The Cleveland Cavaliers are headed to the NBA Finals for the third consecutive season, as they beat the Boston Celtics 132-105 in Game 5.
LeBron James (35 points, eight rebounds, eight assists) was once again the story of the night, surpassing Michael Jordan for the all-time NBA postseason scoring record and locking up his own seventh straight Finals appearance, but his dominance wasn't the only factor at play on Thursday.
Here are three things you missed from the last non-Finals game of the 2017 NBA playoffs.
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J.R. Smith is still rounding into championship form
You can't really blame J.R. if his mind is somewhere else during this postseason run. He's been spending all of his free time at the hospital with his daughter, Dakota, who was born five months premature.
Smith also missed significant time this season with a broken thumb, and he never quite got back in rhythm when he returned. It's almost as if he's trying to do too much to make up for his absence, as we saw in Game 5 when he committed a silly turnover on a behind-the-back pass. He finished Thursday night with six points in 24 minutes and averaged just seven points per game in the series.
Dakota did get to come home this week, which is great. Getting to spend the next six days or so with her should help Smith get back to business; the Cavaliers are going to need his 3-point shooting and surprisingly pesky defense to shock the Warriors in the NBA Finals.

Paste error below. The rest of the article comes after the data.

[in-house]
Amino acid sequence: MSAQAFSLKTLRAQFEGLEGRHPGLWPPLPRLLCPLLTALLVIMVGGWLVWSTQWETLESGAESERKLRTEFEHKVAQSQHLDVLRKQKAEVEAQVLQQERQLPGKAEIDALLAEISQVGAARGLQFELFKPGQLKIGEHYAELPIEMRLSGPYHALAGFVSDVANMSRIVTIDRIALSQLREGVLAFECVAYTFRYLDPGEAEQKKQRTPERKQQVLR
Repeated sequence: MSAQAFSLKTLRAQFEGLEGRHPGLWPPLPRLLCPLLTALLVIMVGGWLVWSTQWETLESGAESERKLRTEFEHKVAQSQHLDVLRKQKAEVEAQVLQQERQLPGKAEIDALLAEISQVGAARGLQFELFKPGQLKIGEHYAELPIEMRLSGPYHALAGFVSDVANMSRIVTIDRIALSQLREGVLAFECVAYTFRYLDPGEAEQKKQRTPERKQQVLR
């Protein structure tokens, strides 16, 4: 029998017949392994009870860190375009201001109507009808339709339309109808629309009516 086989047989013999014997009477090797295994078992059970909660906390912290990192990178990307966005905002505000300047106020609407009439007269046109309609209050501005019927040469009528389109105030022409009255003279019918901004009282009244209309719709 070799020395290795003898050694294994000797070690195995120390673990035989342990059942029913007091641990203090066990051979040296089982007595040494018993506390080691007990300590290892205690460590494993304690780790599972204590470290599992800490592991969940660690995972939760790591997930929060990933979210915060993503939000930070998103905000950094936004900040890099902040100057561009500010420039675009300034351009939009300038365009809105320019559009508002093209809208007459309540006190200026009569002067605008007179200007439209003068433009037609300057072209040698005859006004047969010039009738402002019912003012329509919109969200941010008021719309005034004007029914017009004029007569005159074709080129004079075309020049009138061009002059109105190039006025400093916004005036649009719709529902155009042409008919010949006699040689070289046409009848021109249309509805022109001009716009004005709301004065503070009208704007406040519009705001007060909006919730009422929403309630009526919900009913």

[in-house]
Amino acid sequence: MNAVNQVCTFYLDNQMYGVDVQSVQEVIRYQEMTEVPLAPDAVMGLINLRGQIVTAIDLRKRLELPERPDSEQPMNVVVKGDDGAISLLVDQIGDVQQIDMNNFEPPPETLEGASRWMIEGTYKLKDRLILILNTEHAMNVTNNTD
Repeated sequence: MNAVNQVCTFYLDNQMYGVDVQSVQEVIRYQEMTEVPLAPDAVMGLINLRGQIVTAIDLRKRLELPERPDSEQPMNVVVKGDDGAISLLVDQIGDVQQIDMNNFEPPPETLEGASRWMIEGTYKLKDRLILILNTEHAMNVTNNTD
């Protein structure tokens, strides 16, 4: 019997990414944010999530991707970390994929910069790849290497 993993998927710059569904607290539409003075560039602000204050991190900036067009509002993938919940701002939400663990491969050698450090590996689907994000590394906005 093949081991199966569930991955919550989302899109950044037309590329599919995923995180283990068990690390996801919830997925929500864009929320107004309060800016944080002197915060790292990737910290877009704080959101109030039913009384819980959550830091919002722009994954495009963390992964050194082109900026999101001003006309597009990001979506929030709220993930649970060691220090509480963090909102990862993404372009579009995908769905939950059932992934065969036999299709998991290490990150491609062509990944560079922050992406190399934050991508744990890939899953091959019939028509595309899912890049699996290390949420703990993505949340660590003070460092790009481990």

Smith just needs to play his game and let the offense come to him, and things will work out.
David Butler IIDavid Butler II-USA TODAY Sports
The Boston Celtics simply ran out of gas
We can argue about whether the Celtics are better without Isaiah Thomas until we're all blue in the face, but one thing's for sure: having to make up for Thomas' absence meant Boston's role players didn't have anything left in the tank on Thursday.
Avery Bradley, Marcus Smart and the rest of the overmatched Celtics gave it everything they had when their star point guard went down, and they should be commended for fighting to the bitter end. The inevitable force known as LeBron James wore them down, though, before the dam finally broke in Game 5.
From the opening tip, Boston didn't have the energy to maintain the mental discipline to execute its defensive game plan, and LeBron tore through the minimal resistance to lead the Cavs to an easy win.
The lesson here is simple: no matter how scrappy you are, every team needs a star scorer to carry the load and keep everyone else playing their roles. Otherwise, things can spiral out of control rather quickly.
Bob DeChiaraBob DeChiara-USA TODAY Sports
LeBron James had an easy adjustment for the Celtics' defensive strategy
LeBron doesn't go to the post very often anymore. He saves that skill for when he absolutely needs it.
But when the Celtics decided to dedicate all five defenders to stopping LeBron, as they did in Games 3 and 4, The King unleashed his ultimate weapon.
The Cavaliers put four shooters outside the 3-point line, with three on the far side opposite LeBron, and let their superstar go to work on the block, instead of having him try to attack from the the top of the key.
Boston couldn't send help defenders without risking a defensive three-second violation or, worse, a wide-open Cleveland shooter, so LeBron was free to feast on the likes of Jaylen Brown in single coverage.
You might slow LeBron down for a game or two, but eventually, he's going to figure you out.